12 Dec 2013

Sticky citrus and almond cake

However old you might be, when you're the youngest of 5, you always remain the baby in the eyes of your family.
Worse, whether you do it unconsciously or not, you tend to play up that role. You might behave like a kid for a little bit longer than your other siblings, you might chose a different lifestyle to them,...I call it  "The youngest child syndrome"

Crucially, it means that you might have loads of responsibility at work or that you have finally moved in with your partner but you're never seen as a real adult until you've hosted a family dinner, let alone the full Christmas celebrations.

Now I'm 31 and I've kind of been leading that 'adult-with-responsibilities' life for a while, but in a couple of weeks I will become a real adult: I'm hosting Christmas at my place.

Needless to say, I'm in complete panic mode. I've started to pull together a list of things I need to prepare but scarily I don't have much time now, as my family rocks up in less than a week.
And of course, like any kid, as much as it thrills me to be hosting Christmas, I procrastinate as much as possible when it comes to the actual preparations. There's all that other exiting Christmas stuff to enjoy first!

Sticky citrus cake

That's the way I like fruity cakes: sticky with caramel!
This cake is a divine matching between tangy orange, and sticky golden syrup. It's moist, fresh, absolutely scrumptious. I've made it so many times, it's one of my all time favourites.


4 medium oranges

6 tbsp golden syrup, plus extra to serve, optional

200g butter, at room temperature, plus extra for greasing

200g soft brown sugar

200g self-raising flour

1 tsp baking powder

100g ground almonds

4 large eggs

Make the sticky citrus cake 

1.    Heat oven to 180C/160C fan/gas 4. Finely grate the zest from 2 oranges into a large bowl. Cut the peel and pith from all the oranges with a serrated knife, and slice quite thickly.

2.    Drizzle the golden syrup evenly over the base of a greased 23cm round cake tin or a silicone cake mould. There is no need to line the tin and it shouldn’t have a loose bottom otherwise the syrup will bubble through. Arrange the best orange slices on top of the syrup and finely chop any that don’t fit.

3.    Put all the remaining ingredients in the bowl with the zest and chopped orange. Beat with an electric hand mixer until smooth. Spoon on top of the oranges, spread lightly and make a deep hollow in the centre of the mix with the back of a spoon – this will ensure that the cake rises evenly.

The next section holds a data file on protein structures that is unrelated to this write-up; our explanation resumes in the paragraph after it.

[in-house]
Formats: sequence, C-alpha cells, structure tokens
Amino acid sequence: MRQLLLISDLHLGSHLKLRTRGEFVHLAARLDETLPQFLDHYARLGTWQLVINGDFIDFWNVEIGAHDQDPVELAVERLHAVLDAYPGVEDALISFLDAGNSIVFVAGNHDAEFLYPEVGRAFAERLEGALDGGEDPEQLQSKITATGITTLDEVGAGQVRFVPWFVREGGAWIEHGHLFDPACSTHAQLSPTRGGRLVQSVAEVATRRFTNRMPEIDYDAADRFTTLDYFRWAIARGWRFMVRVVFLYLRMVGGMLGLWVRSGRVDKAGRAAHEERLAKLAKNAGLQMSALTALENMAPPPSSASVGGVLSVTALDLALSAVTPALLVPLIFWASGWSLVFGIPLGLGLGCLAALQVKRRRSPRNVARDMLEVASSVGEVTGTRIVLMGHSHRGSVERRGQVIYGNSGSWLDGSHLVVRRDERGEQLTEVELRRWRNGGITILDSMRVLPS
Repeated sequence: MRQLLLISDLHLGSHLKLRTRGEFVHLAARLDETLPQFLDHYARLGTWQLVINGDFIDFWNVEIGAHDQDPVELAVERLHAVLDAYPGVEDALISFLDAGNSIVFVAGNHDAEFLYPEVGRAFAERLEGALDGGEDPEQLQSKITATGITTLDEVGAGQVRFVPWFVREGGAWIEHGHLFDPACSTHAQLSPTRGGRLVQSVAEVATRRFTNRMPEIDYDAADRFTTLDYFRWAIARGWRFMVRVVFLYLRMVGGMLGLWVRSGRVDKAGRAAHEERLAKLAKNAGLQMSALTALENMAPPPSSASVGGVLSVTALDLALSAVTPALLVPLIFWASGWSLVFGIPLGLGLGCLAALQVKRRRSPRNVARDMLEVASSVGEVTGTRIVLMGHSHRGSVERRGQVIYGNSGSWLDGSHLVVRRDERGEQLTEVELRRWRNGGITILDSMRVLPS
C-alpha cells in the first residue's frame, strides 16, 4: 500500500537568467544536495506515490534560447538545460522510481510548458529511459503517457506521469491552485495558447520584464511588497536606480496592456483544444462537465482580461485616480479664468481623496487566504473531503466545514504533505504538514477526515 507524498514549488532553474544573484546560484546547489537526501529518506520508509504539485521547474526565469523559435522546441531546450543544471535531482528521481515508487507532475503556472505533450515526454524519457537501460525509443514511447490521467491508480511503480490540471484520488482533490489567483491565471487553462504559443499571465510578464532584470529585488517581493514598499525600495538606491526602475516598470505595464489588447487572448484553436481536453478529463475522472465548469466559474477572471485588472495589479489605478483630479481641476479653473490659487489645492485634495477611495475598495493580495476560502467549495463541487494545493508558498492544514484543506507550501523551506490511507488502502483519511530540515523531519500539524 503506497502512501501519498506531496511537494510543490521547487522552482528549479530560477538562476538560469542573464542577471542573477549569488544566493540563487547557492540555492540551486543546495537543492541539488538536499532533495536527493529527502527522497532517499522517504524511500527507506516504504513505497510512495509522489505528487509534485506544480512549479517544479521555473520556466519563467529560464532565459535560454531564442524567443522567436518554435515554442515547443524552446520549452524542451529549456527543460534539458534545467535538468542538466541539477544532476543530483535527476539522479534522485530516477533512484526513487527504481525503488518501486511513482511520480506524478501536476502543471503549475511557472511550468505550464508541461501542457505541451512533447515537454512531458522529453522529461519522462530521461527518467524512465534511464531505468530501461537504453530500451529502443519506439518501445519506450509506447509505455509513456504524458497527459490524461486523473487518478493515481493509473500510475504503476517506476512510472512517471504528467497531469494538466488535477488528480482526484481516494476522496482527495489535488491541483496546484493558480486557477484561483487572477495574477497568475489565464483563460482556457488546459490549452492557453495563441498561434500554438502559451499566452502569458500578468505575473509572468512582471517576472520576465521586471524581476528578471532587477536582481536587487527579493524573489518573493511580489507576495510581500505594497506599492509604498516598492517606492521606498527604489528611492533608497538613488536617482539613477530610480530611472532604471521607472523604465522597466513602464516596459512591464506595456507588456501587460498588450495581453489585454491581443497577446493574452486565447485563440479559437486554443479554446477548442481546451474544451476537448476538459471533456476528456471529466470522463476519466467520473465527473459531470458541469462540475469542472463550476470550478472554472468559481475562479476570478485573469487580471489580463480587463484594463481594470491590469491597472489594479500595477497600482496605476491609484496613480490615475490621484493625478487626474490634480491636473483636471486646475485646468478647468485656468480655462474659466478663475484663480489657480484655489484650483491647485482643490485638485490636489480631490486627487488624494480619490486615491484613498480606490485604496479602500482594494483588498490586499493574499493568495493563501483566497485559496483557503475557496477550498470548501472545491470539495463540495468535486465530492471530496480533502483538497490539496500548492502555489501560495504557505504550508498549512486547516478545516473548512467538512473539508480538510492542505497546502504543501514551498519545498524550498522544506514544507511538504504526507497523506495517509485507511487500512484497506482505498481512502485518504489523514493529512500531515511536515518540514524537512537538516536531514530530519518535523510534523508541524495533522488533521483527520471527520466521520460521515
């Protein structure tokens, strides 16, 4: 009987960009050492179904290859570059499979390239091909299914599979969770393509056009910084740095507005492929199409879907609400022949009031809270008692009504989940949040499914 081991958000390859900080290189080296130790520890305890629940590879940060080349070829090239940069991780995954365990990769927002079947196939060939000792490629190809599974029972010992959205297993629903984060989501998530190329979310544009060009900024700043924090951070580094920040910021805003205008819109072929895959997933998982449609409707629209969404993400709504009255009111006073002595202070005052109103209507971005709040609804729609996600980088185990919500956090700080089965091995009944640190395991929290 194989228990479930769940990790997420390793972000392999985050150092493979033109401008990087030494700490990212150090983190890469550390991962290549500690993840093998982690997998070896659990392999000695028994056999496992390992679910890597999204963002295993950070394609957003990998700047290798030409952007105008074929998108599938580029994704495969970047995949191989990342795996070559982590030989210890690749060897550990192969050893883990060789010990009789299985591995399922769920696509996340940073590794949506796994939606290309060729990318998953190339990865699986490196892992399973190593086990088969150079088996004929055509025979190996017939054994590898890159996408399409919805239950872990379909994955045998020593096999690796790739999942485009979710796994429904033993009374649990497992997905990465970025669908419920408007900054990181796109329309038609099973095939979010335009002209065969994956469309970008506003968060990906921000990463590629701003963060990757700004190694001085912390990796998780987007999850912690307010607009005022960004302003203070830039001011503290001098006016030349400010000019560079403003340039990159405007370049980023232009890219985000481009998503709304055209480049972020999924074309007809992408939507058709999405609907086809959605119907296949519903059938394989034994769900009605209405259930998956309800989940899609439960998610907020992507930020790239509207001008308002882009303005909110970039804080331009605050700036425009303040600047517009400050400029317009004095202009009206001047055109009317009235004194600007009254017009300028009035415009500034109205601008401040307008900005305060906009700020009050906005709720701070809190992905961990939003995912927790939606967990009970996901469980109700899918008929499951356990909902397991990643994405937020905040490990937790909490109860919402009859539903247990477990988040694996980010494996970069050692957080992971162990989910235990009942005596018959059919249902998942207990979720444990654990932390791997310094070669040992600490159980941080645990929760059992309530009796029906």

4.    Bake for 35-45 mins until firm when pressed. Allow to cool down before turning out. Drizzle with golden syrup if you like.

recipe stick orange cake

9 Dec 2013

And here comes the festive season, Oh Oh Oh

I love the run up to Christmas in London.

The lights, the carols, Winter Wonderland, Fortnum and Mason shop windows, the whole British attitude towards Christmas, and of course, those Christmas markets!
A couple of Saturdays ago we headed South to visit the Albion Street Scandinavian Christmas market before retreating to a pub to drink a glass of mulled wine as it was getting dark.

A lovely Saturday in the city, and some funny Scandinavian food shots as a souvenir.

Life is so much more beautiful when waffles are heart shaped, isn't it?

Yum Yummy roe! ;-)

Eat liver paté and you'll become strong, Child!

3 Dec 2013

The Ultimate New York Cheesecake Recipe

When you're the youngest kid in a family, you share your parents' fate, to see your brothers and sisters growing up and spreading their wings, with pride and a little sadness.
The first holidays they spend away with their friends, the day they leave home to go to University, the day they move in with their partner...and their first Christmas with their in-laws.
Like your parents, you find out that you can never really get prepared for any of this, and that even though it's life and you're happy for them, every Christmas eve without them breaks your heart a little. 

This year is one of these Christmases, when most of my siblings (yes, I've got many of them) will be with their in-laws. So this time, the rest of the family have decided to make the most of it and shake up those Christmas traditions by getting away from our big empty family home. 
So, tada!, this year my parents and one of my sisters will come and spend Christmas in London, at mine!

...and slowly...this is when the pressure sinks in. Will I be able to pull if off?
More on that later.

NYW cheesecake recipe

The Ultimate New York Cheesecake Recipe

This is a simple and delicious New York Cheesecake recipe adapted from my favourite cheesecake recipes book : Women's weekly cheesecakes book
Fresh, rich, it has everything to please!
You can either make a crushed biscuit base like in this recipe, or use a sweet shortcrust pastry for the base (which I did this time). Both work, so just go with your mood!